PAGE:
MATTHEW Y. EMERSON: Benjamin Keach’s view of baptism is orthodox, Reformed, and radical, and it is an example of how Baptists can pursue catholicity without surrendering their distinctives.
MATTHEW Y. EMERSON AND R. LUCAS STAMPS: We affirm that all people, regardless of race, ethnicity or gender, are created in God's image and, if they have repented and believed in Christ, are brothers and sisters together in the one body of Jesus Christ through the Holy Spirit. Because of this shared imago dei and because of Christ's saving work among all nations, peoples, and tongues, we believe that one major task of Baptist catholicity is to promote racial unity, especially within the body of Christ.
MATTHEW Y. EMERSON AND R. LUCAS STAMPS: We affirm the distinctive contributions of the Baptist tradition as a renewal movement within the one, holy, catholic and apostolic church. These distinctives include the necessity of personal conversion, a regenerate church, believers’ baptism, congregational governance, and religious liberty.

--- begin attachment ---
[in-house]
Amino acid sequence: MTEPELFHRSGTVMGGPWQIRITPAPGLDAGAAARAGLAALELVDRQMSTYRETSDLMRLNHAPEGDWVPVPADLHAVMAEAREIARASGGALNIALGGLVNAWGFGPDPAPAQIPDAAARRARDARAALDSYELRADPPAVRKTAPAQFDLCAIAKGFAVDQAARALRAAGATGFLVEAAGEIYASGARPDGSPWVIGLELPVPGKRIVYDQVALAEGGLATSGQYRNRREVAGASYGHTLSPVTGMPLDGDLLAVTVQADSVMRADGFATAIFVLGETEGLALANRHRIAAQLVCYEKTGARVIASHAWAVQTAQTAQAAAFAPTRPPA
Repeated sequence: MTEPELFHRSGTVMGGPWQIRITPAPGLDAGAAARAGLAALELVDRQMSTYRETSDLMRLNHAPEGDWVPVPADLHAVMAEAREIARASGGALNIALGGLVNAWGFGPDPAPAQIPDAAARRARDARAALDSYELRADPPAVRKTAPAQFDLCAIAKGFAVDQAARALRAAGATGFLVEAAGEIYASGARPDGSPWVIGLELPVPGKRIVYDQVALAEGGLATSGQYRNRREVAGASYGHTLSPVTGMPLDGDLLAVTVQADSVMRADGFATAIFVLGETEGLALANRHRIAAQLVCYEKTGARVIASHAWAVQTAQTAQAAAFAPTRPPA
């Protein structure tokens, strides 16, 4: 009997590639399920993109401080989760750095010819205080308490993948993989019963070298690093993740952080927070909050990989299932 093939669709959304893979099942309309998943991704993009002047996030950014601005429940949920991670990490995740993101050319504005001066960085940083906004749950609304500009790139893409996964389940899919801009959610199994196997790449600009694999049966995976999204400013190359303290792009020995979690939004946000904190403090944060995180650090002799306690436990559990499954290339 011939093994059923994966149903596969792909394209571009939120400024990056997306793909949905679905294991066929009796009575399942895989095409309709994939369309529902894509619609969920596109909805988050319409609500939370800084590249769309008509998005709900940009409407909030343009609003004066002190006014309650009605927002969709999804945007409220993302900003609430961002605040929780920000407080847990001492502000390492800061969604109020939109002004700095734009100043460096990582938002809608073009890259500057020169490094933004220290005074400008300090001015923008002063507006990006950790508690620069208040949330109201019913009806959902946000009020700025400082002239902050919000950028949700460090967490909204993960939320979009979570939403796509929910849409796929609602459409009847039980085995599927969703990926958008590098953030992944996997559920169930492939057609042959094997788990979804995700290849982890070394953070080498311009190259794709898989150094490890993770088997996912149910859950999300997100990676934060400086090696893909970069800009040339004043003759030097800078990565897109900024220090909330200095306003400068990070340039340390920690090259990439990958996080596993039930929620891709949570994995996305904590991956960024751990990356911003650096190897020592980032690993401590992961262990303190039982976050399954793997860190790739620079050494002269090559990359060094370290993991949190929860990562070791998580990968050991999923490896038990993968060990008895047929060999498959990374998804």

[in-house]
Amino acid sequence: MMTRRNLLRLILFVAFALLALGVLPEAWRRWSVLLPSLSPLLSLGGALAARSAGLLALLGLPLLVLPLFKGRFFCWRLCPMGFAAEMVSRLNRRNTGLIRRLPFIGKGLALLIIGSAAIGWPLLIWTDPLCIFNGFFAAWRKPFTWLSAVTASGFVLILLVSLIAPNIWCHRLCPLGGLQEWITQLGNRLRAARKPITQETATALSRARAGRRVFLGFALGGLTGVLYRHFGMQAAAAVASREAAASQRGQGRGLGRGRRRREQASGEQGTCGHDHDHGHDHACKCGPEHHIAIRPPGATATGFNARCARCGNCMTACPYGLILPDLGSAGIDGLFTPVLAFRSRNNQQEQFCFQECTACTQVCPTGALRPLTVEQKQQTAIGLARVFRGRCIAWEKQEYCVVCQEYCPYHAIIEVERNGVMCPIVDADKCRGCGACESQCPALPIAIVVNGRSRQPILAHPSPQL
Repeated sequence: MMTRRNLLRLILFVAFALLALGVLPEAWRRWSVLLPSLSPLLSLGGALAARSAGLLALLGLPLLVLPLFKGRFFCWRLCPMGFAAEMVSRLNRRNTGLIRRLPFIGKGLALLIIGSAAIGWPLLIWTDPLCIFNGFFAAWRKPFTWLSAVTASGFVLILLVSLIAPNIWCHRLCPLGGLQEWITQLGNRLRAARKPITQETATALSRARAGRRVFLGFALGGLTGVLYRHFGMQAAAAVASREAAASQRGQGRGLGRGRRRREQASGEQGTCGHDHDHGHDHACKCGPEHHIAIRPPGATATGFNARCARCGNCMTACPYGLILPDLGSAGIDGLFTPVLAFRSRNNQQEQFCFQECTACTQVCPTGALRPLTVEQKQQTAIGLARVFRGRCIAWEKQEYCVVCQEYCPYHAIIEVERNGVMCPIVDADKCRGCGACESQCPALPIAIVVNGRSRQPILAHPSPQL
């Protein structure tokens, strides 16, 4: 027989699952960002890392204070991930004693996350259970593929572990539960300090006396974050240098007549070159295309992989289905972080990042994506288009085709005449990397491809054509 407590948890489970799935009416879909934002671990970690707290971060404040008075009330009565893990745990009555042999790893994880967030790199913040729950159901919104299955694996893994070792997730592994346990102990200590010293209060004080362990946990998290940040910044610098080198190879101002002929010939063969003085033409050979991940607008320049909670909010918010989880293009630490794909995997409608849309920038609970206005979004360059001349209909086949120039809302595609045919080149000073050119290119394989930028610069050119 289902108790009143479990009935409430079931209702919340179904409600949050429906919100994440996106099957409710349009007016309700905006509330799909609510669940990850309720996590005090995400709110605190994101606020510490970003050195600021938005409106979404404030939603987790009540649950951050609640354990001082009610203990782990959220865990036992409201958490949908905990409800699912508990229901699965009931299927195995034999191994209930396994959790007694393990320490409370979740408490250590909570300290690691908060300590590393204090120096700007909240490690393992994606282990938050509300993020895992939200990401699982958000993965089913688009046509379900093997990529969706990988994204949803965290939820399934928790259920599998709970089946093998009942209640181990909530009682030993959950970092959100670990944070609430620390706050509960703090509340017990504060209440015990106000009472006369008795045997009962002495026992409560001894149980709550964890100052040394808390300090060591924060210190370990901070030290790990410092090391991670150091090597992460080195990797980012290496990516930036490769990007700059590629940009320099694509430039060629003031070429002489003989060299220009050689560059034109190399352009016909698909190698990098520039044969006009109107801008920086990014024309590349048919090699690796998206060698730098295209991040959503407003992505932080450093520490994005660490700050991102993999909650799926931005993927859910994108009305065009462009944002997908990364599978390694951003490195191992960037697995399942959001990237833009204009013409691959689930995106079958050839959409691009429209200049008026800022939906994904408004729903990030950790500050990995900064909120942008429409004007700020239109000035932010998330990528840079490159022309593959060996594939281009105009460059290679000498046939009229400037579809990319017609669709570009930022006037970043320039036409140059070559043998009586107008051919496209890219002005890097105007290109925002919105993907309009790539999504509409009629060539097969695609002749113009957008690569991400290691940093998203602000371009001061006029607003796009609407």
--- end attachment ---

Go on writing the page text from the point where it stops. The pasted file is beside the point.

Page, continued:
MATTHEW Y. EMERSON AND R. LUCAS STAMPS: We affirm the fundamentals of reformational theology, especially as they are expressed in the great solae of the Reformation: fallen humanity can be saved by grace alone through faith alone in Christ alone on the basis of Scripture alone to the glory of God alone.
MATTHEW Y. EMERSON AND R. LUCAS STAMPS: Over the next several weeks we plan to blog through each of the eleven articles in the manifesto that we’ve been using as a kind of guiding document here at the Center for Baptist Renewal. In this introductory post, we wish to make a few preparatory comments to set up the series.